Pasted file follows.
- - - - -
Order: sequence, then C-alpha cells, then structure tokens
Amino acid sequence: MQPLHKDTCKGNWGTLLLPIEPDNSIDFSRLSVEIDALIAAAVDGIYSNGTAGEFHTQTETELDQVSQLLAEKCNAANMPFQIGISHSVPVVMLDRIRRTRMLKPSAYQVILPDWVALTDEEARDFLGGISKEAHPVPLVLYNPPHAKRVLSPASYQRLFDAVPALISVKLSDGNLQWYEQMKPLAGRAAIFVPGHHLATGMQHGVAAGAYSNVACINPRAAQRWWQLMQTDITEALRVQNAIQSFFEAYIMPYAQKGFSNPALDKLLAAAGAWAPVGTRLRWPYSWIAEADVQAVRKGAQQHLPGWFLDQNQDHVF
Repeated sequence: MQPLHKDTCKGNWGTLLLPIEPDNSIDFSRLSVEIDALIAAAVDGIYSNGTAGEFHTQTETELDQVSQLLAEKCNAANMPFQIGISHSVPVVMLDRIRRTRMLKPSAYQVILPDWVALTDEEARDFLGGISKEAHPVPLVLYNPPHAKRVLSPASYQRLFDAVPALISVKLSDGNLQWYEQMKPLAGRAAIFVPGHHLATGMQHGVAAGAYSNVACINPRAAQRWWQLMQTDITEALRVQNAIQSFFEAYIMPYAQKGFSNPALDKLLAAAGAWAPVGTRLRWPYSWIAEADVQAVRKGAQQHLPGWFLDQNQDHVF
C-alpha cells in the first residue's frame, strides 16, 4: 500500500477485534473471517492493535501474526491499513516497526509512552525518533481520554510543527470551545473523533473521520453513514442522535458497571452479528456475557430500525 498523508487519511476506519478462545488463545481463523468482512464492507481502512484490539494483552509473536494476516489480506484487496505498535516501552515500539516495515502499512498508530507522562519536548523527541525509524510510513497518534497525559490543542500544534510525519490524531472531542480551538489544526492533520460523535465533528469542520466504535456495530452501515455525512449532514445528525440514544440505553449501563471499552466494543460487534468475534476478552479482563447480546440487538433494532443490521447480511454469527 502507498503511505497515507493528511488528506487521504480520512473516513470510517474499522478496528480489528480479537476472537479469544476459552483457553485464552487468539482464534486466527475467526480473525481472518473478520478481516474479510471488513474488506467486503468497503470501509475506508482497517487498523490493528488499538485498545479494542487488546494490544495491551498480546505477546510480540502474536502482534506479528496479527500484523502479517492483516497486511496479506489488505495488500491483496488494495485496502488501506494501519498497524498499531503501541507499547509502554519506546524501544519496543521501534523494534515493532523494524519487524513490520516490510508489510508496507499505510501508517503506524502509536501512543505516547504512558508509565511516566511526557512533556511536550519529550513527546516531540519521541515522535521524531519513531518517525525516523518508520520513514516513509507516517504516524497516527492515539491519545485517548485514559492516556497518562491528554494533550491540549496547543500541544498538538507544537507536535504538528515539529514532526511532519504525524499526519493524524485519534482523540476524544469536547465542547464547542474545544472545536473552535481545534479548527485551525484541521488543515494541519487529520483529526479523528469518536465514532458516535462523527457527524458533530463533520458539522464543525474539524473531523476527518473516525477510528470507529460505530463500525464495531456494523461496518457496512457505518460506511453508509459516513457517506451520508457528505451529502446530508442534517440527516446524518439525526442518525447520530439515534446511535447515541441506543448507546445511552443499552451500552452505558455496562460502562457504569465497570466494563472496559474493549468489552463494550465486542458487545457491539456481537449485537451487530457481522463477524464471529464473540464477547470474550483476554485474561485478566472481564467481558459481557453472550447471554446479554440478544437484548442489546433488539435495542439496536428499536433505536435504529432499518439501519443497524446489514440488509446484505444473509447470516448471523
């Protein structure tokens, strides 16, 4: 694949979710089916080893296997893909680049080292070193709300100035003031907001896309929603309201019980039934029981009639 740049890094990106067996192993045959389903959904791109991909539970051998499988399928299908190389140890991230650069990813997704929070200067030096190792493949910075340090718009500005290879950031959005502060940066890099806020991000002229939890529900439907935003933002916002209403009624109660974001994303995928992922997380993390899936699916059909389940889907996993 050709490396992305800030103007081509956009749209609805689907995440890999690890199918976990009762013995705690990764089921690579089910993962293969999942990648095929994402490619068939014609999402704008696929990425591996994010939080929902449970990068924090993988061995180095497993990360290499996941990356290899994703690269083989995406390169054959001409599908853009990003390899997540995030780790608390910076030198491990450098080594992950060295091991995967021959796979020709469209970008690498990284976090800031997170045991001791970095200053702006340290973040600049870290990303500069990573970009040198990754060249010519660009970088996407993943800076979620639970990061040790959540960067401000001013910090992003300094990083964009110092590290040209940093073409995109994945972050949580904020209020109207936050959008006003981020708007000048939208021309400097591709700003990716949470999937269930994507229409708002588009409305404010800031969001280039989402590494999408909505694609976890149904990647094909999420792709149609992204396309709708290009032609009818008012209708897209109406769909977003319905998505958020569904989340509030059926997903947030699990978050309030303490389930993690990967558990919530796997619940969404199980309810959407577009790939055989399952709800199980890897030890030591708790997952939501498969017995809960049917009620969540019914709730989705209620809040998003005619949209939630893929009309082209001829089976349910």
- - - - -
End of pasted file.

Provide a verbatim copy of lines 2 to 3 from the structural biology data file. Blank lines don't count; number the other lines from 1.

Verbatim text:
Amino acid sequence: MQPLHKDTCKGNWGTLLLPIEPDNSIDFSRLSVEIDALIAAAVDGIYSNGTAGEFHTQTETELDQVSQLLAEKCNAANMPFQIGISHSVPVVMLDRIRRTRMLKPSAYQVILPDWVALTDEEARDFLGGISKEAHPVPLVLYNPPHAKRVLSPASYQRLFDAVPALISVKLSDGNLQWYEQMKPLAGRAAIFVPGHHLATGMQHGVAAGAYSNVACINPRAAQRWWQLMQTDITEALRVQNAIQSFFEAYIMPYAQKGFSNPALDKLLAAAGAWAPVGTRLRWPYSWIAEADVQAVRKGAQQHLPGWFLDQNQDHVF
Repeated sequence: MQPLHKDTCKGNWGTLLLPIEPDNSIDFSRLSVEIDALIAAAVDGIYSNGTAGEFHTQTETELDQVSQLLAEKCNAANMPFQIGISHSVPVVMLDRIRRTRMLKPSAYQVILPDWVALTDEEARDFLGGISKEAHPVPLVLYNPPHAKRVLSPASYQRLFDAVPALISVKLSDGNLQWYEQMKPLAGRAAIFVPGHHLATGMQHGVAAGAYSNVACINPRAAQRWWQLMQTDITEALRVQNAIQSFFEAYIMPYAQKGFSNPALDKLLAAAGAWAPVGTRLRWPYSWIAEADVQAVRKGAQQHLPGWFLDQNQDHVF